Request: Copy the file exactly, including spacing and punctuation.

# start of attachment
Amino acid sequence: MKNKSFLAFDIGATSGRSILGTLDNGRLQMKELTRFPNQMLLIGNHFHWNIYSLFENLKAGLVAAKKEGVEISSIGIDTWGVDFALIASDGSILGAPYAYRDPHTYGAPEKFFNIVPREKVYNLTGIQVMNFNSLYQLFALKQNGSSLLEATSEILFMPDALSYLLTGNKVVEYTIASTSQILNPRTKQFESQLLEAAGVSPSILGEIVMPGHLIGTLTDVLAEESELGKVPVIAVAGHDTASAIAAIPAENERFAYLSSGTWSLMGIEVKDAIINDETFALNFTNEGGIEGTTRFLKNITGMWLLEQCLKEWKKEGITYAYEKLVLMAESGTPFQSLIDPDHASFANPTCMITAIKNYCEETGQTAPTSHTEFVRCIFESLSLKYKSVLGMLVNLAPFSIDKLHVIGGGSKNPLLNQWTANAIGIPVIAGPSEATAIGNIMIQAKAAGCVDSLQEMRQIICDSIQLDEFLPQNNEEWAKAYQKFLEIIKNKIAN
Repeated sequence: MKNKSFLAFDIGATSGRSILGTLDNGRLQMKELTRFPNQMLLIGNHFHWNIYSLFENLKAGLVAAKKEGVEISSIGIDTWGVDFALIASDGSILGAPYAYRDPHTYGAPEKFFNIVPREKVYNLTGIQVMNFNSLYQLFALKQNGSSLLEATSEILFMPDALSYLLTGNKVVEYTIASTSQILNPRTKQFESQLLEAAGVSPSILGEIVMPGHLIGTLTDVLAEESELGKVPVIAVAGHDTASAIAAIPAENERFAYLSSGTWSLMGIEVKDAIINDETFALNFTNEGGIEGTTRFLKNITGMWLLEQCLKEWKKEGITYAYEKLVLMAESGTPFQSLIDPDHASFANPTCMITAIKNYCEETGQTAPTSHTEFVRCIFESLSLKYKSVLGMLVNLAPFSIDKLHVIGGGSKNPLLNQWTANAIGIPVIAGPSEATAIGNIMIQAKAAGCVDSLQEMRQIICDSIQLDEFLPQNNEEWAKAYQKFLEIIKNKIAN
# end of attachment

Amino acid sequence: MKNKSFLAFDIGATSGRSILGTLDNGRLQMKELTRFPNQMLLIGNHFHWNIYSLFENLKAGLVAAKKEGVEISSIGIDTWGVDFALIASDGSILGAPYAYRDPHTYGAPEKFFNIVPREKVYNLTGIQVMNFNSLYQLFALKQNGSSLLEATSEILFMPDALSYLLTGNKVVEYTIASTSQILNPRTKQFESQLLEAAGVSPSILGEIVMPGHLIGTLTDVLAEESELGKVPVIAVAGHDTASAIAAIPAENERFAYLSSGTWSLMGIEVKDAIINDETFALNFTNEGGIEGTTRFLKNITGMWLLEQCLKEWKKEGITYAYEKLVLMAESGTPFQSLIDPDHASFANPTCMITAIKNYCEETGQTAPTSHTEFVRCIFESLSLKYKSVLGMLVNLAPFSIDKLHVIGGGSKNPLLNQWTANAIGIPVIAGPSEATAIGNIMIQAKAAGCVDSLQEMRQIICDSIQLDEFLPQNNEEWAKAYQKFLEIIKNKIAN
Repeated sequence: MKNKSFLAFDIGATSGRSILGTLDNGRLQMKELTRFPNQMLLIGNHFHWNIYSLFENLKAGLVAAKKEGVEISSIGIDTWGVDFALIASDGSILGAPYAYRDPHTYGAPEKFFNIVPREKVYNLTGIQVMNFNSLYQLFALKQNGSSLLEATSEILFMPDALSYLLTGNKVVEYTIASTSQILNPRTKQFESQLLEAAGVSPSILGEIVMPGHLIGTLTDVLAEESELGKVPVIAVAGHDTASAIAAIPAENERFAYLSSGTWSLMGIEVKDAIINDETFALNFTNEGGIEGTTRFLKNITGMWLLEQCLKEWKKEGITYAYEKLVLMAESGTPFQSLIDPDHASFANPTCMITAIKNYCEETGQTAPTSHTEFVRCIFESLSLKYKSVLGMLVNLAPFSIDKLHVIGGGSKNPLLNQWTANAIGIPVIAGPSEATAIGNIMIQAKAAGCVDSLQEMRQIICDSIQLDEFLPQNNEEWAKAYQKFLEIIKNKIAN